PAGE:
Turning now to FIG. 13, there is shown a block diagram for the driver circuit 115 of FIG. 8. The driver circuit 115 includes a bandpass filter 124 that filters the vdo signal and is tuned for a maximum response at the resonant frequency fo of the drive tines. The output of the bandpass filter 124 is fed through a phase-adjusting circuit 125 that is adjusted for (360)(n) degree (n is any integer) phase shift around the entire drive loop, through the drive electrodes (81 to 88 in FIGS. 4 and 5), through the physics of the drive fork, through the drive sensing electrodes (89 to 96 in FIGS. 4. and 6), and through the electronics in FIG. 13. The output of the phase-adjusting circuit is fed to an automatic gain control 126 that senses the amplitude of the signal from the phase-adjusting circuit and generates a gain control voltage responsive to the difference between the amplitude of the signal from the phase-adjusting circuit 125 and an amplitude setting. The amplitude setting may be adjusted, for example, in response to calibrating the angular-rate sensor by subjecting the sensor to a precise rate of angular rotation and adjusting the amplitude setting so that the angular-rate signal Ω precisely indicates the rate of angular rotation. The gain-control voltage from the automatic gain control adjusts the gain of a linear amplifier 127 that amplifies the output of the phase-adjusting circuit 125 to produce the drive signal vd. The linear amplifier, for example, is an operational transconductance amplifier, such as RCA part No. CA3080.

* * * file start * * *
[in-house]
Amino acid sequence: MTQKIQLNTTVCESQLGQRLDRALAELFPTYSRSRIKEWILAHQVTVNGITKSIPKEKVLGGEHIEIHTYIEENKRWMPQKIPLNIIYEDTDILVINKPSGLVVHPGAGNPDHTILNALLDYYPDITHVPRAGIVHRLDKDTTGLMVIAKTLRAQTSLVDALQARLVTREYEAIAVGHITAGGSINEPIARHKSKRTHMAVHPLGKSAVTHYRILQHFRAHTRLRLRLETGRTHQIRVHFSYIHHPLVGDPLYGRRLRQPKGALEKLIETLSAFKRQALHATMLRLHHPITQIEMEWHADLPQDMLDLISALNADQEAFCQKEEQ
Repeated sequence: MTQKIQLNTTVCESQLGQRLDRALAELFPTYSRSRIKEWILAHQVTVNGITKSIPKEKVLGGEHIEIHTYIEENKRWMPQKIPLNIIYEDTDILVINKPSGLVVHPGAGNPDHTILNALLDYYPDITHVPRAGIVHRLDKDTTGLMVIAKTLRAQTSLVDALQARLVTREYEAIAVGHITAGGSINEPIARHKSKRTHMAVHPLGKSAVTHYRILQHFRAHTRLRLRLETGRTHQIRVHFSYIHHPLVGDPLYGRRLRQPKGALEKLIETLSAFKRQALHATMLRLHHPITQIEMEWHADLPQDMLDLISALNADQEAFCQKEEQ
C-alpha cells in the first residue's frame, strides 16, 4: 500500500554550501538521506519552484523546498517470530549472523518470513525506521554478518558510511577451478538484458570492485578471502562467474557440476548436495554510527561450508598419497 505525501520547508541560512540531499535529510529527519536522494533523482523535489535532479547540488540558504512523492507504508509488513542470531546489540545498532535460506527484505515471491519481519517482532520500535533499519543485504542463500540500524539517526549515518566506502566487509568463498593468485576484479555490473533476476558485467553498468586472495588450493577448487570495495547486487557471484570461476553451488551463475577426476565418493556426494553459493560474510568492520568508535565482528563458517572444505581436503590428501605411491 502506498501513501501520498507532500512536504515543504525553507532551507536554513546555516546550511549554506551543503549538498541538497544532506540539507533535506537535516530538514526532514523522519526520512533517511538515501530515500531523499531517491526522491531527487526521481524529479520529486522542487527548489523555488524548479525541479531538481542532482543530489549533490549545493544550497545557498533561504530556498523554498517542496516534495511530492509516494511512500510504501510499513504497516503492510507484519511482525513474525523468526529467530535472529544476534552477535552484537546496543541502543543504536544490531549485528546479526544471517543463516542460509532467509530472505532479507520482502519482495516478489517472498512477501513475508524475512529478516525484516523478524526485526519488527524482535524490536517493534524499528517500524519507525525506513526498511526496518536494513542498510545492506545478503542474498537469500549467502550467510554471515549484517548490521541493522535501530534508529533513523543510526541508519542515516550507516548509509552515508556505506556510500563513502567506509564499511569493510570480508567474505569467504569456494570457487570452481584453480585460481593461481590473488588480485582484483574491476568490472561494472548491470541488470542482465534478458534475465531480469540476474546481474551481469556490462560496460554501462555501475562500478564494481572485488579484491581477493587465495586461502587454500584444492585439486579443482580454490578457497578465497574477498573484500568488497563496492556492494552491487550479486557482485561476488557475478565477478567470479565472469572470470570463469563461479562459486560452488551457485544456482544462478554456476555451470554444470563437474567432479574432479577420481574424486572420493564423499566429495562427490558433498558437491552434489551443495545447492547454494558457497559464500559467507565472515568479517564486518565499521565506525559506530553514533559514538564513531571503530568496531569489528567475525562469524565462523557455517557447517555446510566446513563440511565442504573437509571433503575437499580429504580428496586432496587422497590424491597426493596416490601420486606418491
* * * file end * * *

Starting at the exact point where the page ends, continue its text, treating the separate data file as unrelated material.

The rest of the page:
Turning now to FIG. 14, there is shown a block diagram of a quartz rate sensor system using digital signal processing in accordance with the present invention. This system uses a "closed loop" configuration similar to that shown in FIG. 12. The nulling signal vn to the quartz rate sensor is produced by a digital-to-analog converter 139 in response to a digital value vn '. The drive signal vd to the quartz rate sensor is produced by a digital-to-analog converter 140 in response to a digital value v8. The nulling signal vn and the drive signal vd are combined by the analog computational circuits 120 of FIG. 11 and are interfaced to the drive fork as shown in FIG. 10. The digital-to-analog converters 139 and 140, for example, are 16-bit monolithic voltage output D/A converters such as Analog Devices part no. AD569, or Analog Devices 18-bit digital-to-analog converters part no. AD1139.